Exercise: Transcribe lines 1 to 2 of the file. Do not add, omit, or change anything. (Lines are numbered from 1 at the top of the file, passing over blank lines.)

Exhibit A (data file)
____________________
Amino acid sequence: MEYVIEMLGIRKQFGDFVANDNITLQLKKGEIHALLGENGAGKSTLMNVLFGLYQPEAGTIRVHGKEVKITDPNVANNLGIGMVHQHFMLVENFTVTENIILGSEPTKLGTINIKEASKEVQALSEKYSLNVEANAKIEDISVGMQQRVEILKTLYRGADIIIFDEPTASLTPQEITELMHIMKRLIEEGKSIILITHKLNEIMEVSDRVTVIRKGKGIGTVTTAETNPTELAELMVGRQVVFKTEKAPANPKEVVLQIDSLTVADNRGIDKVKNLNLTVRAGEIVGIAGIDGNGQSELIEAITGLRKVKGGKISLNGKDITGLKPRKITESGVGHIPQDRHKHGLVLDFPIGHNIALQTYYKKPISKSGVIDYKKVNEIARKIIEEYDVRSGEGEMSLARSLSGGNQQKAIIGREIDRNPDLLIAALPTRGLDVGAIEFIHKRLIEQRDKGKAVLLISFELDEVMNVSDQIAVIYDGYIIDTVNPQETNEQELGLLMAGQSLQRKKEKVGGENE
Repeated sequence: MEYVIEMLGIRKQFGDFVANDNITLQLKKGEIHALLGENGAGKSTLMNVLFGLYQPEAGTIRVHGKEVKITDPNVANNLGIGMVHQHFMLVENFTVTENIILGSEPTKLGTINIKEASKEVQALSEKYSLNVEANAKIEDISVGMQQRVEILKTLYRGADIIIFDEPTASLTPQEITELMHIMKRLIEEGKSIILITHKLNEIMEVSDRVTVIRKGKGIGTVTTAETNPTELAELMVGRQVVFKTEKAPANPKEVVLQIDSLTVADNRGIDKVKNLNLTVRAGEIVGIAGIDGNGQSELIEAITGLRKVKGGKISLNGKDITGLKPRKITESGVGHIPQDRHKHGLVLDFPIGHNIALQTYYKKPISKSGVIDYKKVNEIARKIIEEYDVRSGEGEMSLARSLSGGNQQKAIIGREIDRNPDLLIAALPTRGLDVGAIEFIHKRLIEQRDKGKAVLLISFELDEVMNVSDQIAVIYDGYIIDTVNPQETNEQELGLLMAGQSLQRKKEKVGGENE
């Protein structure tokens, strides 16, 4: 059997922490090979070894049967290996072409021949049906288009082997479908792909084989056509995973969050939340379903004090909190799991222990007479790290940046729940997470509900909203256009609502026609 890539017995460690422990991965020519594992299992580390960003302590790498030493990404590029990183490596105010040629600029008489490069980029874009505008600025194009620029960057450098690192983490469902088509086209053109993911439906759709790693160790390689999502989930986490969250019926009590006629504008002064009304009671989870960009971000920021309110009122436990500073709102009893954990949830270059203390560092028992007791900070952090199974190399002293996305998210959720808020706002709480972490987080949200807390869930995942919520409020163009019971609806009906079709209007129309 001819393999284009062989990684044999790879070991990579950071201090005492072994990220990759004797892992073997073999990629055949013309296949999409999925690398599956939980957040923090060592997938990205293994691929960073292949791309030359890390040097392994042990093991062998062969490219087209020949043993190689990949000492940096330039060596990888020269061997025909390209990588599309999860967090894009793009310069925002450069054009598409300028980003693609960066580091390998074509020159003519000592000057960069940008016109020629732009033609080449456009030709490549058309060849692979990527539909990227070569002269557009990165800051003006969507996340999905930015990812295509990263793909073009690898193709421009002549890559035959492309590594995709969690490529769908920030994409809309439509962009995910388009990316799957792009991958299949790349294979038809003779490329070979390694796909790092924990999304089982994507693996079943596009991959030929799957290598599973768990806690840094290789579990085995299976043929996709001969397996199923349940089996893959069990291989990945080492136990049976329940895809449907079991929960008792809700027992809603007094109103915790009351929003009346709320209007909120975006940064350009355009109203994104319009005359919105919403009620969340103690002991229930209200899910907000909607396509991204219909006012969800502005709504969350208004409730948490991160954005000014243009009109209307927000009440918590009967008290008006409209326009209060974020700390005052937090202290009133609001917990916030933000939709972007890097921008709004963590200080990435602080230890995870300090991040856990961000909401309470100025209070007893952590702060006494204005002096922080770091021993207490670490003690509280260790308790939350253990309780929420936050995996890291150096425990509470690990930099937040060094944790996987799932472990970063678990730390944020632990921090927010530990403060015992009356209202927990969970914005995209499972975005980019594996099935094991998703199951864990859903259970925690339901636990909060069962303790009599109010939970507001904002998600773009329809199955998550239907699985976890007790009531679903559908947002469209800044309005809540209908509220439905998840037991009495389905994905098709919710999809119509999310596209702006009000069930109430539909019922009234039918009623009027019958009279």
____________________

Amino acid sequence: MEYVIEMLGIRKQFGDFVANDNITLQLKKGEIHALLGENGAGKSTLMNVLFGLYQPEAGTIRVHGKEVKITDPNVANNLGIGMVHQHFMLVENFTVTENIILGSEPTKLGTINIKEASKEVQALSEKYSLNVEANAKIEDISVGMQQRVEILKTLYRGADIIIFDEPTASLTPQEITELMHIMKRLIEEGKSIILITHKLNEIMEVSDRVTVIRKGKGIGTVTTAETNPTELAELMVGRQVVFKTEKAPANPKEVVLQIDSLTVADNRGIDKVKNLNLTVRAGEIVGIAGIDGNGQSELIEAITGLRKVKGGKISLNGKDITGLKPRKITESGVGHIPQDRHKHGLVLDFPIGHNIALQTYYKKPISKSGVIDYKKVNEIARKIIEEYDVRSGEGEMSLARSLSGGNQQKAIIGREIDRNPDLLIAALPTRGLDVGAIEFIHKRLIEQRDKGKAVLLISFELDEVMNVSDQIAVIYDGYIIDTVNPQETNEQELGLLMAGQSLQRKKEKVGGENE
Repeated sequence: MEYVIEMLGIRKQFGDFVANDNITLQLKKGEIHALLGENGAGKSTLMNVLFGLYQPEAGTIRVHGKEVKITDPNVANNLGIGMVHQHFMLVENFTVTENIILGSEPTKLGTINIKEASKEVQALSEKYSLNVEANAKIEDISVGMQQRVEILKTLYRGADIIIFDEPTASLTPQEITELMHIMKRLIEEGKSIILITHKLNEIMEVSDRVTVIRKGKGIGTVTTAETNPTELAELMVGRQVVFKTEKAPANPKEVVLQIDSLTVADNRGIDKVKNLNLTVRAGEIVGIAGIDGNGQSELIEAITGLRKVKGGKISLNGKDITGLKPRKITESGVGHIPQDRHKHGLVLDFPIGHNIALQTYYKKPISKSGVIDYKKVNEIARKIIEEYDVRSGEGEMSLARSLSGGNQQKAIIGREIDRNPDLLIAALPTRGLDVGAIEFIHKRLIEQRDKGKAVLLISFELDEVMNVSDQIAVIYDGYIIDTVNPQETNEQELGLLMAGQSLQRKKEKVGGENE